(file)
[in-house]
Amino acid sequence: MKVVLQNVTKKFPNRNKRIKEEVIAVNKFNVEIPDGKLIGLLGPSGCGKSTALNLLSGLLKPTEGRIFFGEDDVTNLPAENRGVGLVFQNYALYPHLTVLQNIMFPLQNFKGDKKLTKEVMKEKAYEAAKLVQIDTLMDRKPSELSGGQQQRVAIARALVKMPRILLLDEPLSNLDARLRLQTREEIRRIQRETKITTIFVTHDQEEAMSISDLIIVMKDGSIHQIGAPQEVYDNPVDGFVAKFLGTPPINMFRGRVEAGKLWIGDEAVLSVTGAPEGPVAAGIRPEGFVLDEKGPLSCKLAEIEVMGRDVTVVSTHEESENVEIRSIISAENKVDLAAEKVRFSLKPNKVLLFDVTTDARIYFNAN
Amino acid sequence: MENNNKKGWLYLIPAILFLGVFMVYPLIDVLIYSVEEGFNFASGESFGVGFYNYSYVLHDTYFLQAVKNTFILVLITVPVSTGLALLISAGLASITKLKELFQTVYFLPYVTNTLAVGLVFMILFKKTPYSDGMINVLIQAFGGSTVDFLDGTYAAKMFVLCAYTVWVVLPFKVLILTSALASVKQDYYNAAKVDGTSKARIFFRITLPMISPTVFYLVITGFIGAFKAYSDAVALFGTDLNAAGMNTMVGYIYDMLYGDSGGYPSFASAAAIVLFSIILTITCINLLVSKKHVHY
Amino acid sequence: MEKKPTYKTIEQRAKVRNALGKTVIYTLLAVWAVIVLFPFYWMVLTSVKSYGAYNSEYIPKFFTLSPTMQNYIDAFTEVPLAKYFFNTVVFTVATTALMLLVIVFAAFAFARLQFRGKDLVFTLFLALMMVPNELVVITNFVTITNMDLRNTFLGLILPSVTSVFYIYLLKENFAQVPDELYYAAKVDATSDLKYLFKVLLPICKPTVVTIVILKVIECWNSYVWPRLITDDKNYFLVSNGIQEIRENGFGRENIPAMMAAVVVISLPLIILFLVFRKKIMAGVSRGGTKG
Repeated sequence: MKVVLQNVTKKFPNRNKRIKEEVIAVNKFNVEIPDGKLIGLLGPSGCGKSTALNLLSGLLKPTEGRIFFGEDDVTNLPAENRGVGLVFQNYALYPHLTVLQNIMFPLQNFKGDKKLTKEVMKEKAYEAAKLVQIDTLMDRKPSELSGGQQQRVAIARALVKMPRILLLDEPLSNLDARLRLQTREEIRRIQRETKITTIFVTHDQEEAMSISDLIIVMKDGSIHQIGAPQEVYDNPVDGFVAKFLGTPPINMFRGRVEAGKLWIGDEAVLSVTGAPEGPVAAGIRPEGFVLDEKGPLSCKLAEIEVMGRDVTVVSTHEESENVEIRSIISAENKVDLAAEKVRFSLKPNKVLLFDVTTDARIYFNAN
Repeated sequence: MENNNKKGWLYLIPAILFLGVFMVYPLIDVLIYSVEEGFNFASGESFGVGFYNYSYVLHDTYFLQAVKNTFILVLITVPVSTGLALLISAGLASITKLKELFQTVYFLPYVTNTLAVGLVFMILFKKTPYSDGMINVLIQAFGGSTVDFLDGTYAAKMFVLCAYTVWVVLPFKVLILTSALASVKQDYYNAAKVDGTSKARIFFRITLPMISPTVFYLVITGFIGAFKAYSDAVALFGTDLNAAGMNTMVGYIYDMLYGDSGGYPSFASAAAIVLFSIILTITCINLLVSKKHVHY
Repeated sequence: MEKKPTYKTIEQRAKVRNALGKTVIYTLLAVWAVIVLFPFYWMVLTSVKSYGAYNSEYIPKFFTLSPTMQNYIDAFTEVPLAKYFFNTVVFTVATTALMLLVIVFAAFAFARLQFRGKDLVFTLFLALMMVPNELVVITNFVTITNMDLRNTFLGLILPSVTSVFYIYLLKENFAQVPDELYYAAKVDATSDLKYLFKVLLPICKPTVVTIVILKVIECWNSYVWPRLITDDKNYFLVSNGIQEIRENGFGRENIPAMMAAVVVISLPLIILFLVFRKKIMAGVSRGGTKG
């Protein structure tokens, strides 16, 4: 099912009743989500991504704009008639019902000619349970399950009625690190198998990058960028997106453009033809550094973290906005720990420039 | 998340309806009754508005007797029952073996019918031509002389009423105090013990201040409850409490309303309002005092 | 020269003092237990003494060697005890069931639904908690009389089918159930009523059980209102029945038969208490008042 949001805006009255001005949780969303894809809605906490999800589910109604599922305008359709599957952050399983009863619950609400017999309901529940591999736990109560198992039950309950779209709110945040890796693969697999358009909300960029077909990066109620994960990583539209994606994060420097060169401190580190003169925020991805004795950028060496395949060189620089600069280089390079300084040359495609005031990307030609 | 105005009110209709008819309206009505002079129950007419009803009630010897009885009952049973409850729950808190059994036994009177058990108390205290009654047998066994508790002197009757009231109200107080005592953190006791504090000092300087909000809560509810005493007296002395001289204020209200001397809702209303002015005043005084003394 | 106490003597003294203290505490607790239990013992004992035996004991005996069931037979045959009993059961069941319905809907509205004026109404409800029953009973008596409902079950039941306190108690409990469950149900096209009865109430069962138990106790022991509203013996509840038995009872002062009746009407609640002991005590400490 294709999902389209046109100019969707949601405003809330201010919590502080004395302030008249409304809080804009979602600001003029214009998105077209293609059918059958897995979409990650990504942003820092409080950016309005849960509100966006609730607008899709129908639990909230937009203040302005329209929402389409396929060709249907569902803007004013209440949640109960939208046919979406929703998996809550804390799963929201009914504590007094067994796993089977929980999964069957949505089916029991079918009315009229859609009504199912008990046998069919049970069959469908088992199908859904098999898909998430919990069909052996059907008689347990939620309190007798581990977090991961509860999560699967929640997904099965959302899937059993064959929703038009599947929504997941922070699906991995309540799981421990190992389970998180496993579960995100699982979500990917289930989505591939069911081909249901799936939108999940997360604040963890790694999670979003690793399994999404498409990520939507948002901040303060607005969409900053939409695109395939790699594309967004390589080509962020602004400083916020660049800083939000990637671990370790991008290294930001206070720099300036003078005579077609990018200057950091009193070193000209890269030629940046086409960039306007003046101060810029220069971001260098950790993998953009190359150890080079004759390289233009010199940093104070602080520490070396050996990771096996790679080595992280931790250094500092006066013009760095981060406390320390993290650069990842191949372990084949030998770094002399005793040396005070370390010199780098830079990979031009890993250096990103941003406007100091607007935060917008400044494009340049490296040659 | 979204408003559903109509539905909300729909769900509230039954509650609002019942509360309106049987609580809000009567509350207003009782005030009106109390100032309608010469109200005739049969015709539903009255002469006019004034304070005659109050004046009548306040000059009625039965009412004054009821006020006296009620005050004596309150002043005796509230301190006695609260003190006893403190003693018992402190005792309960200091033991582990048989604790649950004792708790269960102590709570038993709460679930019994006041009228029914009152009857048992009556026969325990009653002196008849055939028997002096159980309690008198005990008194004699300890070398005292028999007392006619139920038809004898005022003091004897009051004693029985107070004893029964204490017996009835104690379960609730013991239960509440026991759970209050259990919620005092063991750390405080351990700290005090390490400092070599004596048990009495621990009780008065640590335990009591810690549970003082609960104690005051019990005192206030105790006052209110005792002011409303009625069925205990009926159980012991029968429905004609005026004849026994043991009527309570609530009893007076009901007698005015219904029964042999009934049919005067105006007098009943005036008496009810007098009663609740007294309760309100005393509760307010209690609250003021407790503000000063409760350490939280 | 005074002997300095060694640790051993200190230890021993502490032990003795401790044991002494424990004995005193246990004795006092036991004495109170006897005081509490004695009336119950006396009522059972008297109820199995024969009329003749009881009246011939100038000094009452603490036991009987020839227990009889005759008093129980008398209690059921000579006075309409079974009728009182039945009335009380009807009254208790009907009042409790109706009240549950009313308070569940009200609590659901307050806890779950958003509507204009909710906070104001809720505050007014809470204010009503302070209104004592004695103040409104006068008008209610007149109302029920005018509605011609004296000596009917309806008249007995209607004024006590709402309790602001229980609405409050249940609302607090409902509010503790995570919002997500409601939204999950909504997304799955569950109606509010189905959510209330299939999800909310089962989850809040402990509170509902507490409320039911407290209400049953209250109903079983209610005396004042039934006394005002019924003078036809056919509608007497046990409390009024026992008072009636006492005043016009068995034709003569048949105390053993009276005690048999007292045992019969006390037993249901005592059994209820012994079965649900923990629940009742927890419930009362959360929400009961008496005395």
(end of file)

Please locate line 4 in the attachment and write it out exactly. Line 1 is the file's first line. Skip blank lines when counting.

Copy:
Amino acid sequence: MEKKPTYKTIEQRAKVRNALGKTVIYTLLAVWAVIVLFPFYWMVLTSVKSYGAYNSEYIPKFFTLSPTMQNYIDAFTEVPLAKYFFNTVVFTVATTALMLLVIVFAAFAFARLQFRGKDLVFTLFLALMMVPNELVVITNFVTITNMDLRNTFLGLILPSVTSVFYIYLLKENFAQVPDELYYAAKVDATSDLKYLFKVLLPICKPTVVTIVILKVIECWNSYVWPRLITDDKNYFLVSNGIQEIRENGFGRENIPAMMAAVVVISLPLIILFLVFRKKIMAGVSRGGTKG